R&B's New Generation
by Mosi Reeves | December 26, 2012
What happened to R&B in 2012? At some point, the genre evolved from stodgy and predictable to exciting and fresh. It didn't happen overnight: None of the most talked-about artists made their debuts this year, nor did the trends that percolated. Yet the music we heard was so good that it awakened us to the possibilities of soul and R&B in a way that hasn't happened in years.
No, this isn't another Frank Ocean/Miguel/The Weeknd appreciation post. It's clear that the ambient electronic introspection of alternative R&B has had a major impact. You can hear it in recordings as disparate as Brandy's Two Eleven and certain tracks on Alicia Keys' Girl on Fire. The current fascination with R&B idioms has spread to electronic and indie pop via How to Dress Well (Total Loss) and the xx (Coexist), and to the fashion-obsessed U.K. scene with AlunaGeorge ("You Know You Like It"), Daley (Alone Together EP) and Jai Paul ("Jasmine"). Then there's an ongoing appreciation of 1990s R&B -- perhaps the last great period for vocal groups like Blaque (rest in peace Natina Reed), TLC, Blackstreet and others -- and classics by the late Aaliyah, R. Kelly, Faith Evans, Mary J Blige, and Beyoncé.
In particular, Solange symbolizes how retro soul no longer represents the bleeding edge. Her 2008 album, Sol-Angel and the Hadley Street Dreams, was Motown-flavored pop; her True EP, produced by Lightspeed Champion, is sinuously synthesized soul. At the very least, her influences -- which once seemed to date mostly from the 1960s -- are now the 1980s and the age of boogie funk, an era when black artists experimented with electronics en masse.
That's not to say that old-school retro mania has run out of gas. Michael Kiwanuka's Home Again pays homage to early '70s singer-songwriters and folk-soul balladeers like Bill Withers and Terry Callier, and Kendra Morris' Concrete Waves mixes the brassy, cinematic soundtracks of Shirley Bassey and Dionne Warwick with gutsy vocals reminiscent of Keyshia Cole.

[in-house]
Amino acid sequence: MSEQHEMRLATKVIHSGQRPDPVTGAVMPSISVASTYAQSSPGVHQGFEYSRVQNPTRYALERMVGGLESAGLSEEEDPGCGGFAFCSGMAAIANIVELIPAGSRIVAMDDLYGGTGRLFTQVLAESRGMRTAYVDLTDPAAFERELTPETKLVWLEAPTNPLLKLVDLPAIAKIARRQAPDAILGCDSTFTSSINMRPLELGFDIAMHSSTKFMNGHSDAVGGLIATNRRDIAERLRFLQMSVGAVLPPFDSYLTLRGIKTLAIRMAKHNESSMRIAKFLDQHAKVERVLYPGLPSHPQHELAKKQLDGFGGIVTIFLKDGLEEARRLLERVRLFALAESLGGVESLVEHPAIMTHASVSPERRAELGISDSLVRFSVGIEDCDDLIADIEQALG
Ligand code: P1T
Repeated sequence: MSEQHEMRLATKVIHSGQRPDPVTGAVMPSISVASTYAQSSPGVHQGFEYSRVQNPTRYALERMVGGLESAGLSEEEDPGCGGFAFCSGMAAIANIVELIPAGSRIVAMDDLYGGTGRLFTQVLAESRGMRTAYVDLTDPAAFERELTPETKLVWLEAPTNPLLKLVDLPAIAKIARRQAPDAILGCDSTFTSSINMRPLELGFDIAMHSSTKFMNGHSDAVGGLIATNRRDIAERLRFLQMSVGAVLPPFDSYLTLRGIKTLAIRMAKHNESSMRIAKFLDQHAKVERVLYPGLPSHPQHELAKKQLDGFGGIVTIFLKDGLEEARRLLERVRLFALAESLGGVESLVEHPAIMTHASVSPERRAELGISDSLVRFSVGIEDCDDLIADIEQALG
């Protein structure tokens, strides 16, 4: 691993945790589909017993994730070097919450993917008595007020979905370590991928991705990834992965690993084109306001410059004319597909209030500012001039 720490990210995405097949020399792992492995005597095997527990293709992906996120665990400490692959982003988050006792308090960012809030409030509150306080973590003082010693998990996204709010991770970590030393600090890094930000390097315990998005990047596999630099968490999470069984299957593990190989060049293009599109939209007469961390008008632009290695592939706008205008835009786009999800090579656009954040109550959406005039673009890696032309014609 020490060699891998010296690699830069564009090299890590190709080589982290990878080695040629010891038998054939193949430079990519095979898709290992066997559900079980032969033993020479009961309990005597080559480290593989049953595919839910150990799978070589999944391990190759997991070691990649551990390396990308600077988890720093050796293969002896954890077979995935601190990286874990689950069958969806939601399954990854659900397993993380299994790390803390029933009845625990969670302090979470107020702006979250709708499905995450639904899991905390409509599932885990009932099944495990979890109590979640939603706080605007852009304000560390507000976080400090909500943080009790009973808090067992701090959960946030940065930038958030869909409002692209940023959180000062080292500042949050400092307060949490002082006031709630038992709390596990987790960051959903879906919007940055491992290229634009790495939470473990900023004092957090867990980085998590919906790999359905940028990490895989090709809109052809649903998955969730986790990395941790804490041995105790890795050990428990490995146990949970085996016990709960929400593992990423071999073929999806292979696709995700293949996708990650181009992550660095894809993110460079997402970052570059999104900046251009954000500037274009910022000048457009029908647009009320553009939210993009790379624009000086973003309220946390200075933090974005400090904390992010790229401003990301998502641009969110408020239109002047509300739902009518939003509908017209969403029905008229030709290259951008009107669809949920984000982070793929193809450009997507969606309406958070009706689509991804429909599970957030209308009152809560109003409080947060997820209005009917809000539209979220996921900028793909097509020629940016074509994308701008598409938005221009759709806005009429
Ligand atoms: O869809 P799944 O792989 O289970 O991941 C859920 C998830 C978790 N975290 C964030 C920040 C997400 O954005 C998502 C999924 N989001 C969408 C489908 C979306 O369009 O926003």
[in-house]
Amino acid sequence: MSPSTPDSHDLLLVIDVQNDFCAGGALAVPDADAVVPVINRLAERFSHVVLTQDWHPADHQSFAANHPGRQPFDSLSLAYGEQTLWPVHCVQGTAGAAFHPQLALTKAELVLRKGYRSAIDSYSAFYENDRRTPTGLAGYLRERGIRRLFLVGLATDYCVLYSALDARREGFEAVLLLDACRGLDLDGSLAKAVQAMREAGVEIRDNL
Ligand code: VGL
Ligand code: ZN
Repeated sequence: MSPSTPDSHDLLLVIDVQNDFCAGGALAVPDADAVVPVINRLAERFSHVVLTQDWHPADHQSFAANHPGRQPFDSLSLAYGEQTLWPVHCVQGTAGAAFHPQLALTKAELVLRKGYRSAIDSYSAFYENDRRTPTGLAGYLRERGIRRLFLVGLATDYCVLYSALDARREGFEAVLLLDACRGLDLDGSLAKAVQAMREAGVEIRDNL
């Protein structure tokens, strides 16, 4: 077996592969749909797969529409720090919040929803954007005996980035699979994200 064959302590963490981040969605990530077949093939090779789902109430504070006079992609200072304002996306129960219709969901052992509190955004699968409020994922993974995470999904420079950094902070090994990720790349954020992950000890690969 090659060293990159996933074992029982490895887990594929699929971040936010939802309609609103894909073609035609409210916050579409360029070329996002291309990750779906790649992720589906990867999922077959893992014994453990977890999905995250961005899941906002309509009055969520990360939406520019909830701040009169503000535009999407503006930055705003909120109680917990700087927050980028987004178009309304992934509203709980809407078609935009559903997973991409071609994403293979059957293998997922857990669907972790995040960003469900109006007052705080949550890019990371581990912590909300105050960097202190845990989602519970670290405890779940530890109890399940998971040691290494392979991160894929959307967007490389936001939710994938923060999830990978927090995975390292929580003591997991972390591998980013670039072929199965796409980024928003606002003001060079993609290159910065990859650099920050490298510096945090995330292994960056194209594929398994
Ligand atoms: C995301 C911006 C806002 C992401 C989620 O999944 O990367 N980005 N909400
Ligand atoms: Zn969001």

As was the case in 2011, the surest way to crossover radio for black artists was to hop on the EDM-pop bandwagon. However, Usher suffered a backlash from his fans for going too pop on Looking 4 Myself, as did Ne-Yo for R.E.D. Oddly, Rihanna and Chris Brown escaped criticism for their dance hits, if not their increasingly embarrassing private lives. Throughout her career, Rihanna has straddled the line between urban and pop, so it's no surprise that she now veers closer to the latter. And Chris Brown can seemingly do no wrong with his fans. They think he's a martyr sacrificed on the altar of TMZ.com.
Yes, the EDM-pop fad has become quite annoying and tedious. But it introduced an element of unpredictability to contemporary R&B. Ne-Yo's R.E.D. is a great example: On first listen, we don't know whether he's going to dive into another bedroom ballad like "Stress Reliever," or go crazy in the club over another progressive house masher like "Let Me Love You (Until You Learn to Love Yourself)." (It's a good thing for the most part.)
Other highlights of the EDM-pop/R&B fusion include Ne-Yo's collaboration with Calvin Harris, "Let's Go"; Brown's "Don't Wake Me Up"; and Rihanna's "Where Have You Been." On "Climax," Usher and Diplo rebuilt the former's patented babymaker formula with rapturous keyboard builds and echoing drum machine percussion. And on her Armor On mini-album, Dawn Richard used trance-pop melodies reminiscent of Morgan Page and Kaskade to create a deeply personal work of love and self-determination. She proved that the electronic scene's influence on R&B production has greater artistic payoffs than just Electric Daisy Carnival-inspired molly anthems.
In recent interviews, Trey Songz has complimented himself for making "real" R&B in an era when so many artists aspire to go pop. Arguably, that contrast makes it easier to appreciate his Chapter V. It's not as if he has broken new territory: Like other young male singers, he experiments with rapping, though mostly in the Big Sean "I got money and women" school of rap, and his songs are drenched in sexual escapades. But it harbored strong singles like "Heart Attack" and "Dive In." He benefits when he represents diversity, even when he's only different because he stayed "true to himself," as he told Billboard.com. Before, he was just a symbol of the industry's reliance on toned, shirtless cookie-cutter men and bland sex music.
No single trend is responsible for the revival of soul music. Every stylistic quirk yielded abundant rewards, from promising young songwriter Elle Varner's Perfectly Imperfect to neo-soul innovators Jesse Boykins III and MeLo-X's Zulu Guru. As the saying goes, a rising tide lifts all boats, and the frenzied development among R&B's creative class led to one of the best years in the genre in recent history.